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Unique accommodations in Nebraska

Nebraska offers travelers the perfect place to take a detour from the stresses of everyday life. There are plenty of opportunities to pull off the fast lane for a relaxing stop at one of the state’s many historic hotels, B&Bs and guest ranches. Historic hotels offer small-town charm in picturesque villages and cities across Nebraska. In Chadron, the Olde Main Street Inn features suites plus a wonderful restaurant and saloon on the main floor. The historic Hotel Wilber in southeast Nebraska offers a decidedly Czech flavor. Its 11 rooms, decorated and sponsored by local families, exude old-world charm. Hungry travelers can cozy up to the bar in the basement’s Czech Cellar restaurant for hearty Czech fare, including roast duck accompanied by potato dumplings and kraut. For travelers looking for a soothing spot to rest their heads, Nebraska B&Bs are scattered throughout the state. The Cornerstone Mansion B&B in Omaha offers a quiet respite in an urban setting, while the Plantation House B&B in Elgin—population 657—takes guests back to a simpler time.  Adventure mavens can try out glamour camping, a.k.a. “glamping,” at Slattery Vintage Estates near Lincoln. No equipment is required, as the 10- by 14-foot heated tents are furnished with full-size beds and antique furniture.

Prospective cowpokes can pull on their boots, strap on their chaps and head to cattle country, where guest ranches allow travelers a chance to live the cowboy life. At Ponderosa Ranch near Crawford, guests can drive cattle, mend fences and learn how to make chaps. Guests at the 17 Ranch near Lewellen can choose their level of involvement, from learning to ride horses to helping with the spring roundup, calving and branding. Guests can sample wines produced on the ranch’s vineyard at a tasting room in Lewellen. Some accommodations in Nebraska simply can’t be classified, and Dancing Leaf Earth Lodge near Wellfleet is one of those places. Guests there stay in re-creations of the dome-shaped, earthen lodges occupied by the Pawnee and other early residents of the Great Plains. Another one-of-a-kind overnight experience is the St. Benedict Center, where travelers seeking a spiritual escape can find peace on 160 acres of farmland outside of Schuyler. Find more unique accommodations and attractions at


Wonder on the water

Travelers to Nebraska, situated hundreds of miles from any coastline, may be surprised to find endless opportunities for water recreation. With boating, fishing, windsurfing and wakeboarding, Nebraska’s water sports appeal to outdoor adventurers and contemplative fisherman alike.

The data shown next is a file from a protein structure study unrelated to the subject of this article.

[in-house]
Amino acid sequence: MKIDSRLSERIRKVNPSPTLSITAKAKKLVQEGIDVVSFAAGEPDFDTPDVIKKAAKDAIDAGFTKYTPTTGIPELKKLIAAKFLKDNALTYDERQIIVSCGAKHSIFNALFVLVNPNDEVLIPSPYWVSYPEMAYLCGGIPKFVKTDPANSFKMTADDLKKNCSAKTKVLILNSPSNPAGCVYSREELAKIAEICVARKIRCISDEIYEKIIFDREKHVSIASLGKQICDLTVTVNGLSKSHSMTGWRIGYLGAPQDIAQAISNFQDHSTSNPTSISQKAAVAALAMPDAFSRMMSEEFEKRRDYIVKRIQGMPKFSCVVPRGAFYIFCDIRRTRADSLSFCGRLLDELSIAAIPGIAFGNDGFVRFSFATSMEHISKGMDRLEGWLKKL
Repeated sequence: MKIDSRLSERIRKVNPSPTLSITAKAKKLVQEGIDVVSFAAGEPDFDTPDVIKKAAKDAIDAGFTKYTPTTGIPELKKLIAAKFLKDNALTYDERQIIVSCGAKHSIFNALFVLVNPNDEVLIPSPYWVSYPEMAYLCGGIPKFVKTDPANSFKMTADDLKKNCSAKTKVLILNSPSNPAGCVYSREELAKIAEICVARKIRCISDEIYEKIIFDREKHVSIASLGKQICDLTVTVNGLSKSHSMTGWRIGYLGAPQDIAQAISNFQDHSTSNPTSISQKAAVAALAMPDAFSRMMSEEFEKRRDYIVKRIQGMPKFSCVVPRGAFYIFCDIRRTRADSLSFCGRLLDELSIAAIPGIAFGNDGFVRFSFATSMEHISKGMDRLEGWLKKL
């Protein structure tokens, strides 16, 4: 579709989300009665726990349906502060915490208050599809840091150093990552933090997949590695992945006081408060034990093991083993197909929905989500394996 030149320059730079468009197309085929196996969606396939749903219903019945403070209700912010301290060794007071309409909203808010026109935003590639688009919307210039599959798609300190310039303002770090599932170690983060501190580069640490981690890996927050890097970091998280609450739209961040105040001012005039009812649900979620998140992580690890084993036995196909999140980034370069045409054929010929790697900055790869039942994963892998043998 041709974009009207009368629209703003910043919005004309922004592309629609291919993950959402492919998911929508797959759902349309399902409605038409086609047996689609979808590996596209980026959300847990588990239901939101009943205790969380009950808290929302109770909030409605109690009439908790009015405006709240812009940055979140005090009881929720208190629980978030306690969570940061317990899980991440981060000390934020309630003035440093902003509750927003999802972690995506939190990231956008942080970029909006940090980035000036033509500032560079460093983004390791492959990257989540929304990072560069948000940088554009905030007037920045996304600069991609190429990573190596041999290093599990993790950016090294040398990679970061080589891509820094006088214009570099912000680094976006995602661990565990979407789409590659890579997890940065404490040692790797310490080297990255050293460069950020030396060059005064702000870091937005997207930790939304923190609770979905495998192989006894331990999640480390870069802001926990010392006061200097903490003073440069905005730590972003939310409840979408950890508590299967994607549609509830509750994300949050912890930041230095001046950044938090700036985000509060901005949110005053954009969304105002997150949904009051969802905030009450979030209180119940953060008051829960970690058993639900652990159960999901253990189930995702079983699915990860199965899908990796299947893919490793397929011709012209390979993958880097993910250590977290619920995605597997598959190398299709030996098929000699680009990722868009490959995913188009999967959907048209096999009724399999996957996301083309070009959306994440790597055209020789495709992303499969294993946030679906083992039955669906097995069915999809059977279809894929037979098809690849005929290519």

Boating and fishing
Nebraska’s most popular water feature is Lake McConaughy near the western town of Ogalalla. The 35,700-acre lake is outfitted with 15 boat ramps, 326 pad sites (268 with electrical hookups), modern restrooms, picnic areas and swimming beaches, making it the ultimate sporting lake. Known to locals as Big Mac, it boasts some of the state’s best fishing and has been named by Walleye Insider magazine as among the country’s best for that species.

Travelers angling for a fishing adventure will appreciate Nebraska’s plentiful fish populations, such as that at Lewis and Clark Lake. The state’s second-largest lake is known for hefty walleye and sauger. With its chalk bluffs, blue water, and plenty of hiking and biking trails, the recreation area is popular with campers and includes more than 1,000 campsites. In the Sandhills, a variety of fish, including white bass, wipers and the “king of freshwater fish,” muskellunge, await anglers at Calamus Reservoir State Recreation Area (85 miles northwest of Grand Island.) Sailboaters and powerboaters love its clear waters, sandy beaches and numerous campsites. Nearby Gracie Creek Pond is an excellent spot for trout fishing.

Canoeing, Tubing and Tanking

Nebraska is home to diverse streams perfect for canoeing, tubing and a uniquely Nebraskan water sport: tanking. The Niobrara, named one of the top 10 canoeing rivers in the nation by Backpacker magazine, snakes through the north-central region of the state, flowing gently through a deep valley shaded by dense aspen and pine. Occasional patches of white water punctuate the otherwise leisurely ride.  Nearby, campers can take in the view of Nebraska’s largest waterfall, the 90-foot plunge of Smith Falls. The Dismal River, in the Sandhills, twists and turns through steep canyons and then slows to a gentle pace as it flows through broad prairie valleys. A popular 55-mile canoe trail begins 60 miles northwest of North Platte and ends at Nebraska National Forest near Halsey. The gently meandering Calamus River, which also provides excellent canoeing, is known for tanking. Livestock tanks are outfitted with comfortable seating and become water vessels perfect for groups of friends and families. As they float down the river, the tanks bob and rotate like a tilt-o-whirl ride to create a fun way to enjoy the view and soak up some sun.

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